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tion of Drumclog, it was their last grand act of a warlike nature. After this, when their position became more intricate, there were added to mistakes in council, blunders in the field. The Covenant which they required the English to sign, as the condition of their assistance, could not be carried out in the letter. The free thought awakened there would not confine itself to the limits they prescribed for it. Along with the English Presbyterians, they became jealous and disquieted, because of the growing power of Cromwell, who knew better than they how to distinguish between fact and formula, and claimed for the God-fearing people a liberty of conscience which they were not prepared to tolerate-with which, in fact, the letter of their Covenant was incompatible. The differences between them were taken advantage of by the king, who had been wandering about as a fugitive since Naseby. He repaired to the Scotch camp at Newark, and placed himself in their hands. Refusing, however, to sign their Covenant, and otherwise proving unmanageable, he was shortly afterwards given up to the English. His execution by the latter, in

, 1649—an event which the Covenanters did not anticipate, and of which, consistently with their principles, they could not approve,-introduced a new element into their ranks, which greatly influenced their future procedure, and led to an act which proved as great a blunder as, to our thinking, it was a crime.

It should be said that previous to this their numbers had, by defection or expulsion, been greatly reduced. Their triumph became the occasion of their weakness. The unity and enthusiasm excited by a common danger, yielded, in the case of some, to the self-seeking quickened or gendered by success. The captivity of the king awakened relentings in the people who had helped to reduce him to his captive condition. Many of the nobles, not unwilling to take advan


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tage of this revulsion of feeling, originated a movement ostensibly for his liberation, and for the settlement of matters by a Free Parliament. Thus was formed the party who, because of their compact with the king, were called the Engagers, as opposed to the strict Covenanters, of whom Argyll was the leader. These Engagers were headed by the Marquis of Hamilton, joined by Loudon, Lauderdale, Myddleton, and other nominal Covenanters. Through the fusion of the Royalists they became strong enough to march into England, but not in the best military order, and were wofully routed by Cromwell at the battle of Preston, in 1648.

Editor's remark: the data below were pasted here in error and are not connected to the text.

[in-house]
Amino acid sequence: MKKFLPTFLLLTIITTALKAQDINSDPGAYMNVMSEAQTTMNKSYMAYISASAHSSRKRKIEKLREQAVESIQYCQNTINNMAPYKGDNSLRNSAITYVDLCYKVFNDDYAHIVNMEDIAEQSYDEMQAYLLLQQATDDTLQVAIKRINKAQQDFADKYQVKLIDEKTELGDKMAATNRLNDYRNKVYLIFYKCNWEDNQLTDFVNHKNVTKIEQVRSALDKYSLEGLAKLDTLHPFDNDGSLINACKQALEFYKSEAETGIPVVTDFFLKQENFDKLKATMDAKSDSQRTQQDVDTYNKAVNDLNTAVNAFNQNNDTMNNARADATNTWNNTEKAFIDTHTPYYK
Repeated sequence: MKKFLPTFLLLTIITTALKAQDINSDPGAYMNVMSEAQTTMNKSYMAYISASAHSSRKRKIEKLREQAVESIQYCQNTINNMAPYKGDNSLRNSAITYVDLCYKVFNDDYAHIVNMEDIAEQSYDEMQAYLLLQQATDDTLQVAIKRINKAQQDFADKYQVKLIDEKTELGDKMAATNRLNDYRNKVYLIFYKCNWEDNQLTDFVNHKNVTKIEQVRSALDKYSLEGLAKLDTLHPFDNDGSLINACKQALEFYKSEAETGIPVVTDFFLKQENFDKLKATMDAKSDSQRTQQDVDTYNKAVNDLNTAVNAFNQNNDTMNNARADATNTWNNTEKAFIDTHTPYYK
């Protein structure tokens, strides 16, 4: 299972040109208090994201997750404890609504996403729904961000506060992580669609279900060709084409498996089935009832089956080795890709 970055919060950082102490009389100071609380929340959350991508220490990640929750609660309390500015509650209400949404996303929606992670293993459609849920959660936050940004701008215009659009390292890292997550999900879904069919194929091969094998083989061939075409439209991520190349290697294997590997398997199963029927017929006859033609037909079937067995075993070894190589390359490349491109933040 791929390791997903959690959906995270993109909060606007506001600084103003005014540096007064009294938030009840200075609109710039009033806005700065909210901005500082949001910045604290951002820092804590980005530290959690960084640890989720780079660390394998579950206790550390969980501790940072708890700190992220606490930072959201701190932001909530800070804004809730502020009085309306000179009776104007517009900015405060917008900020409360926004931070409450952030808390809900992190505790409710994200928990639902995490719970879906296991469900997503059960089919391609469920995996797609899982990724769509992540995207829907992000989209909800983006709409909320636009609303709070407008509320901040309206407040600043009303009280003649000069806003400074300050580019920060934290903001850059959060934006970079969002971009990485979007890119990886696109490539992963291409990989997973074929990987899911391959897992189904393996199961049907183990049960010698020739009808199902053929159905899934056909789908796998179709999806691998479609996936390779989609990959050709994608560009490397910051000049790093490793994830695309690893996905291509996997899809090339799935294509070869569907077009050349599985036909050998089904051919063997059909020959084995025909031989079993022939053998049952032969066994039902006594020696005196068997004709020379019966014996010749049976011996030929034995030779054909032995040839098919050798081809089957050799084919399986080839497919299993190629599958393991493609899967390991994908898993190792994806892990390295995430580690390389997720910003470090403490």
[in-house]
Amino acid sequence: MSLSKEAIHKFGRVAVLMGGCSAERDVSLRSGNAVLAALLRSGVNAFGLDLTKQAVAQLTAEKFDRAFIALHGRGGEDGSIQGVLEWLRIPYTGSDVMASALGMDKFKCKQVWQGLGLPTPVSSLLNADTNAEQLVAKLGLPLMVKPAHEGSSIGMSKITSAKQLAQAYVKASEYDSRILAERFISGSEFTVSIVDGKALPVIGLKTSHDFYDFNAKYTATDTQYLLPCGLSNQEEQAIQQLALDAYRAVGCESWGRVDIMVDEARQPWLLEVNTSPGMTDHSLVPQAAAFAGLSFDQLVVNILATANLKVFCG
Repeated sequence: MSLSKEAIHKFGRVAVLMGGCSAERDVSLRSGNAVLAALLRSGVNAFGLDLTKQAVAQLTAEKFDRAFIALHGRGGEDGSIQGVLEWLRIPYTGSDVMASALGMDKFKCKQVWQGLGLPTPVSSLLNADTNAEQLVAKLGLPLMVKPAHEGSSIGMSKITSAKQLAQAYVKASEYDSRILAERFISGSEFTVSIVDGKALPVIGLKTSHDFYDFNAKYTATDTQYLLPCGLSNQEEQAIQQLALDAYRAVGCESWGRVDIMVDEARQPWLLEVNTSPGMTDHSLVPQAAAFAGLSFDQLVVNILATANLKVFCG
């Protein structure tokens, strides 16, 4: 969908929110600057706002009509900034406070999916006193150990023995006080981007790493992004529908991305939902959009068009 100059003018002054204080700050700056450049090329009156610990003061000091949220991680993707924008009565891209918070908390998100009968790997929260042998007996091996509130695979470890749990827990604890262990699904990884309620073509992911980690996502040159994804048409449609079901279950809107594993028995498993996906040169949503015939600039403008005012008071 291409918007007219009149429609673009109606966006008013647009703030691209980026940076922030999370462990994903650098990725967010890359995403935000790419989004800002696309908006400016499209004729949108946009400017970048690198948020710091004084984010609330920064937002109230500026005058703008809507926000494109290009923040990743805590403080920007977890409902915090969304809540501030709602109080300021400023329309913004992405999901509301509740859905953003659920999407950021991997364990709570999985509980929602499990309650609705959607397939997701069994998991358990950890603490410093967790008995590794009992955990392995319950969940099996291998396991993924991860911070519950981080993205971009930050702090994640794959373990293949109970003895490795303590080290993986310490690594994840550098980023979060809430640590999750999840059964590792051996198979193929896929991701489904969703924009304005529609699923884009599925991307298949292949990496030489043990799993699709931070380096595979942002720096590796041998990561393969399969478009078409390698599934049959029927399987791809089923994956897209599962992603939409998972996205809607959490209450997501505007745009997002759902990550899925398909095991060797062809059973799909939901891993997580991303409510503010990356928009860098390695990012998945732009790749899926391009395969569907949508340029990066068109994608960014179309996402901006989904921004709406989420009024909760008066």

Their defeat placed the strict Covenanters again at the head of affairs. These, in January 1649, passed through Parliament a very stringent measure, entitled the “ Act of Classes,” the object of which was to exclude from office all but their own party; its immediate result, the still further reduction of that party, owing to numbers taking exception to the stringency of the measure; so that on the strictest members rests the opprobrium of the events to which I have already alluded, and am now about more particularly to refer: their unholy alliance with a dissolute king, and consequent war with the Puritans.

For this part of their procedure I honestly confess I can find no sufficient vindication. Mitigating circumstances there were, which ought not to be overlooked.

The execu. tion of the king had so shocked the feelings and excited the indignation of the people, who were still attached to the Stuart line and to monarchical institutions, that the Covenanters, in order to retain their position, had

course left but to invite Prince Charles to the throne. They did so, imposing such conditions as were required, “to save the country," as has been said, “ from the effects of its own extravagance;" ordering the king,


by Act of Parliament, to dismiss bis evil counsellors, and substantially binding him to observe the forms of constitutional government, and to rule by responsible advisers. Charles, who, though only twenty years of age, seems to have been an adept in the art of mental reservation, was most liberal in his promises-agreed to do all they required -made no difficulty in giving pledges by which he never meant to be bound-signed the Covenant, not it appears with shrugs and grimaces expressive of dislike, but with well-feigned assent; for, as a witty Frenchman said, “They compelled him to sign it voluntarily,"—signed whatever papers they chose to lay before him, because he knew well that if his object was to be gained there was nothing for it but to sign. Thus he became their Covenanted King; and the solemn farce of a coronation with its attendant ceremonials was enacted between him and them, in the ancient palace at Scone, where Scotland's kings were wont to be crowned.